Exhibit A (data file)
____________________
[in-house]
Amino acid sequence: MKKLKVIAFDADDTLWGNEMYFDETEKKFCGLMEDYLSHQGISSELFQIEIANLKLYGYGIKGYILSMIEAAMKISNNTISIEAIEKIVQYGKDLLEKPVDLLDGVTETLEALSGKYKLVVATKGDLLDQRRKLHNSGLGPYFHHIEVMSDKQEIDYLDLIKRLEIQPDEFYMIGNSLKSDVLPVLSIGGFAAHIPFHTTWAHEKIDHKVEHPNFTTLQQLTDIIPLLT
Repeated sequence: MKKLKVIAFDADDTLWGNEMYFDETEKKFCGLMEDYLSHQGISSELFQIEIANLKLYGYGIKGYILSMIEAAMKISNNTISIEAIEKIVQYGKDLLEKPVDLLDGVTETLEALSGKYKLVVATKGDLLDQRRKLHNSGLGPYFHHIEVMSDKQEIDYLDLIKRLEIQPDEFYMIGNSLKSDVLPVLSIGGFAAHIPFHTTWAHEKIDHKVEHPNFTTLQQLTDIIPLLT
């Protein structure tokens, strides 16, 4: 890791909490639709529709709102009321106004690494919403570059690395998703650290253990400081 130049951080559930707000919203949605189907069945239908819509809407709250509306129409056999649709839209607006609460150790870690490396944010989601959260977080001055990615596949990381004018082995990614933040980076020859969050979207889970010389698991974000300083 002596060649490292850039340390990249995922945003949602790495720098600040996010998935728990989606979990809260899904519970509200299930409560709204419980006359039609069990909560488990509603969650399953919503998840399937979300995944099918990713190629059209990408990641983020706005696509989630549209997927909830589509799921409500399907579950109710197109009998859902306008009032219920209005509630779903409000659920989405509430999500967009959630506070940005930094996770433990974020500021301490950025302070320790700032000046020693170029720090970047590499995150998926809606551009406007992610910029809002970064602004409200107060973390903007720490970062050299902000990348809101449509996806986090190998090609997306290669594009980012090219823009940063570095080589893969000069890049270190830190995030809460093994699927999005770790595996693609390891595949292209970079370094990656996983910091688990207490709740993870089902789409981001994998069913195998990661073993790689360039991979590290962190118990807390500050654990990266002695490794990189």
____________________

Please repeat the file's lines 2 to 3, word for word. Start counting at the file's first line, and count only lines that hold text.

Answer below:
Amino acid sequence: MKKLKVIAFDADDTLWGNEMYFDETEKKFCGLMEDYLSHQGISSELFQIEIANLKLYGYGIKGYILSMIEAAMKISNNTISIEAIEKIVQYGKDLLEKPVDLLDGVTETLEALSGKYKLVVATKGDLLDQRRKLHNSGLGPYFHHIEVMSDKQEIDYLDLIKRLEIQPDEFYMIGNSLKSDVLPVLSIGGFAAHIPFHTTWAHEKIDHKVEHPNFTTLQQLTDIIPLLT
Repeated sequence: MKKLKVIAFDADDTLWGNEMYFDETEKKFCGLMEDYLSHQGISSELFQIEIANLKLYGYGIKGYILSMIEAAMKISNNTISIEAIEKIVQYGKDLLEKPVDLLDGVTETLEALSGKYKLVVATKGDLLDQRRKLHNSGLGPYFHHIEVMSDKQEIDYLDLIKRLEIQPDEFYMIGNSLKSDVLPVLSIGGFAAHIPFHTTWAHEKIDHKVEHPNFTTLQQLTDIIPLLT